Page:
Top Honors Awarded to the Primary Stroke Center

American Heart Association/American Stroke Association award top honors to Primary Stroke Center at UM Shore Medical Center at Easton

American Heart Association/American Stroke Association award

The American Heart Association and American Stroke Association announced that the Primary Stroke Center at University of Maryland Shore Medical Center at Easton achieved both the Gold Plus Achievement Award and Target: Stroke Honor Roll for the “Get With The Guidelines” stroke program for 2013. This achievement brings national recognition to the Primary Stroke Center for improving patient care and outcomes for stroke patients.

Hospitals receiving “Get With The Guidelines” Gold Plus Achievement Award have reached an aggressive goal of treating heart failure or stroke patients to standards outlined by the American Heart Association/American Stroke Association.

The Stroke Center is also one of 392 nationwide hospitals making the Target: Stroke Honor Roll, meaning the Easton team is among the nation’s best in stroke treatment.

Jessica Fluharty RN, FNE-A, Neuroscience Specialist/Stroke Center Coordinator, who manages reporting the necessary data to AHA/ASA, cited ongoing efforts by the Emergency and Neurology departments to improve care for stroke patients.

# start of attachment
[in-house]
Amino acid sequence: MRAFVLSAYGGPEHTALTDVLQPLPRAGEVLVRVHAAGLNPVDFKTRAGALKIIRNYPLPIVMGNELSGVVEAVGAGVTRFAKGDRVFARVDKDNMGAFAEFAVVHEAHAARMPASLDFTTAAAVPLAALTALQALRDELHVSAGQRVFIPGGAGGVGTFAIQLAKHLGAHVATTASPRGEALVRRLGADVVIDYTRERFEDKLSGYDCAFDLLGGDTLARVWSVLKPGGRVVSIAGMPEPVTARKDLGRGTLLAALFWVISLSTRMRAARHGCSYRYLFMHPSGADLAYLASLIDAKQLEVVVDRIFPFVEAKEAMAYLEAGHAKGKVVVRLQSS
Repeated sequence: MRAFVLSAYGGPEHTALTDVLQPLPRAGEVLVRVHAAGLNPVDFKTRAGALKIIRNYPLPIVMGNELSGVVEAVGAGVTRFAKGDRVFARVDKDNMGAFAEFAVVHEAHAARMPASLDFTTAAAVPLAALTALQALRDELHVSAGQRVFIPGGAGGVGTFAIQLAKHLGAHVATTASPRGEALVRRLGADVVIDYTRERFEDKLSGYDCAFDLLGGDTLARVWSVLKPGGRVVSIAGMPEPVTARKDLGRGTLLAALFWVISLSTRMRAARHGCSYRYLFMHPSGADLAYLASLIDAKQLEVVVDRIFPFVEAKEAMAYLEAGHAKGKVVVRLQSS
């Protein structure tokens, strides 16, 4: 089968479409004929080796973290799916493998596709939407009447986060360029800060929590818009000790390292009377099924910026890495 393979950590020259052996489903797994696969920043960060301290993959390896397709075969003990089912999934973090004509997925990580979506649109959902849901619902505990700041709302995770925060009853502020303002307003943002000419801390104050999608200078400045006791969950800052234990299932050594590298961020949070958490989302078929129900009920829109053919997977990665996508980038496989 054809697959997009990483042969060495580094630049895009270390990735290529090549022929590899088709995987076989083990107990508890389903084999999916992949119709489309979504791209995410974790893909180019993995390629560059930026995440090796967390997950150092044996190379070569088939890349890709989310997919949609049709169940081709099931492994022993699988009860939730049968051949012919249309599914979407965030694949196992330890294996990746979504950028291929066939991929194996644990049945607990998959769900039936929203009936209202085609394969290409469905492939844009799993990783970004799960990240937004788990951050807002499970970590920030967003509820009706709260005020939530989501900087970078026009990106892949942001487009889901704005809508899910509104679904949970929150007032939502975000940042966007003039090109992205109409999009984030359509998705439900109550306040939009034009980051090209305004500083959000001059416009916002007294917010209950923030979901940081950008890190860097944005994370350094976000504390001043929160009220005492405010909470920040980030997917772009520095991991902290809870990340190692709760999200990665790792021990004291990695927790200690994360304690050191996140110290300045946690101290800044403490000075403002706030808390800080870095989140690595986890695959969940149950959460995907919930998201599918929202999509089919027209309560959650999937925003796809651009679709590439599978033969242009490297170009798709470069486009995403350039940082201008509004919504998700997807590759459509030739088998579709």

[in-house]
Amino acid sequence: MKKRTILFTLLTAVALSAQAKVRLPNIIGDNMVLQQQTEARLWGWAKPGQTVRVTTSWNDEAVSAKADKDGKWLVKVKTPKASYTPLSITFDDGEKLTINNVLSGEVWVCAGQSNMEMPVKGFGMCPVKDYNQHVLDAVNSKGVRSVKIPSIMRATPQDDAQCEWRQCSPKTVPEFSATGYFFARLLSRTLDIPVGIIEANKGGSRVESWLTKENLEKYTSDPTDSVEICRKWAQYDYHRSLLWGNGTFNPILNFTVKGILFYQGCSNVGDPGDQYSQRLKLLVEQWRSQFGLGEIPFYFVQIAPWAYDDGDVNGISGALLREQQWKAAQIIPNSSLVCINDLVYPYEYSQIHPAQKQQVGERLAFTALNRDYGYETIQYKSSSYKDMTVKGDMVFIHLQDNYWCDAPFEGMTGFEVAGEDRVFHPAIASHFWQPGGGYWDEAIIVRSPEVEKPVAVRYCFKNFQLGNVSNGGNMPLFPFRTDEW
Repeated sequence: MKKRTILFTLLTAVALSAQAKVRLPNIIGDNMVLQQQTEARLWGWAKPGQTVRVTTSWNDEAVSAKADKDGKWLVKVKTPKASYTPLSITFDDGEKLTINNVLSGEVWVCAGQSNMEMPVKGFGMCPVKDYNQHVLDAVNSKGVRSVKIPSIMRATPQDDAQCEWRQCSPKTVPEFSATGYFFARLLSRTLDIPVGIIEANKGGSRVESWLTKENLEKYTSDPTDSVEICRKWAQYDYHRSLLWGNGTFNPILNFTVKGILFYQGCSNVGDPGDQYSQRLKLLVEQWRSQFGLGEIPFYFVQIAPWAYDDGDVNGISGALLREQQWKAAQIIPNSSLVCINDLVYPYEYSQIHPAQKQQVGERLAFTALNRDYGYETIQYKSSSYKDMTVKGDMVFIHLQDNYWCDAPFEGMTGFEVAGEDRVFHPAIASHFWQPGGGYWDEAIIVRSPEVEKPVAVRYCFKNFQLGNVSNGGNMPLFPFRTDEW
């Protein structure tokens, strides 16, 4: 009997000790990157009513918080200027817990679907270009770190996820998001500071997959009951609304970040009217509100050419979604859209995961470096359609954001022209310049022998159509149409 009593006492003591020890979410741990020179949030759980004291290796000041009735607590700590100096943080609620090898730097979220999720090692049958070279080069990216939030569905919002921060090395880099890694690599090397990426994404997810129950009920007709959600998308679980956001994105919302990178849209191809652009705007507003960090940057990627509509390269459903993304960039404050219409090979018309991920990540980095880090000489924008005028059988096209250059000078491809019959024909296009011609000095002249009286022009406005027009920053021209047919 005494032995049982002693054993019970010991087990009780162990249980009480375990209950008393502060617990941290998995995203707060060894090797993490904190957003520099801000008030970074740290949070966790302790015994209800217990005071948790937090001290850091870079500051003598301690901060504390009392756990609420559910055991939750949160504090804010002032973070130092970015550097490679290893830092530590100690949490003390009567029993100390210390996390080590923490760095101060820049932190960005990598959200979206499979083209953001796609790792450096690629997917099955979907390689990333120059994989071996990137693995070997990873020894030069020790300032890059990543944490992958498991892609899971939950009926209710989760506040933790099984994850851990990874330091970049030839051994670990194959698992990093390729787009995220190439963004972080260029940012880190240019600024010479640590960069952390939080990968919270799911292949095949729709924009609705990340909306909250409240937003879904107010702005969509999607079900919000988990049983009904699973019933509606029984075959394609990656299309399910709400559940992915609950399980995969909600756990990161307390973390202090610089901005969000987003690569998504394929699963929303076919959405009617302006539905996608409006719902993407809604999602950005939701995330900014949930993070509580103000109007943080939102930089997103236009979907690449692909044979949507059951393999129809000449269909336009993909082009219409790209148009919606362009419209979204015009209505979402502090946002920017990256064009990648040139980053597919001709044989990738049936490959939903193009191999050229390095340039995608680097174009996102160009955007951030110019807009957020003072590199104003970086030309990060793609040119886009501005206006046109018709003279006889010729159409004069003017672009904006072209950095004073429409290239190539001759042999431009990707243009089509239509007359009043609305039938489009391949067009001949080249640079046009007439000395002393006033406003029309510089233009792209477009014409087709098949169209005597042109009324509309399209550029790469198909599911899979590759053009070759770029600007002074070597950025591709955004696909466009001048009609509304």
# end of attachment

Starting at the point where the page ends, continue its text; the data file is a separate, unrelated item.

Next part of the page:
“I’m proud of our achievements because we do immaculate work for our stroke patients and we’re improving our practices every day,” Fluharty said. UM Shore Medical Center at Easton’s Primary Stroke Center served 203 patients with ischemic strokes in 2013.

“The goal of participating in ‘Get With The Guidelines’ is to save lives, and it helps our team ensure that the care provided to stroke patients is aligned with the latest evidence-based guidelines,” said Dr. Terry Detrich, medical director of the Primary Stroke Center.

“Our participation in ‘Get With The Guidelines’ demonstrates our commitment to quality care. UM Shore Regional Health is proud to be a part of the American Heart Association’s efforts to turn guidelines into lifelines,” said Ruth Ann Jones, director of acute care for UM Shore Regional Health.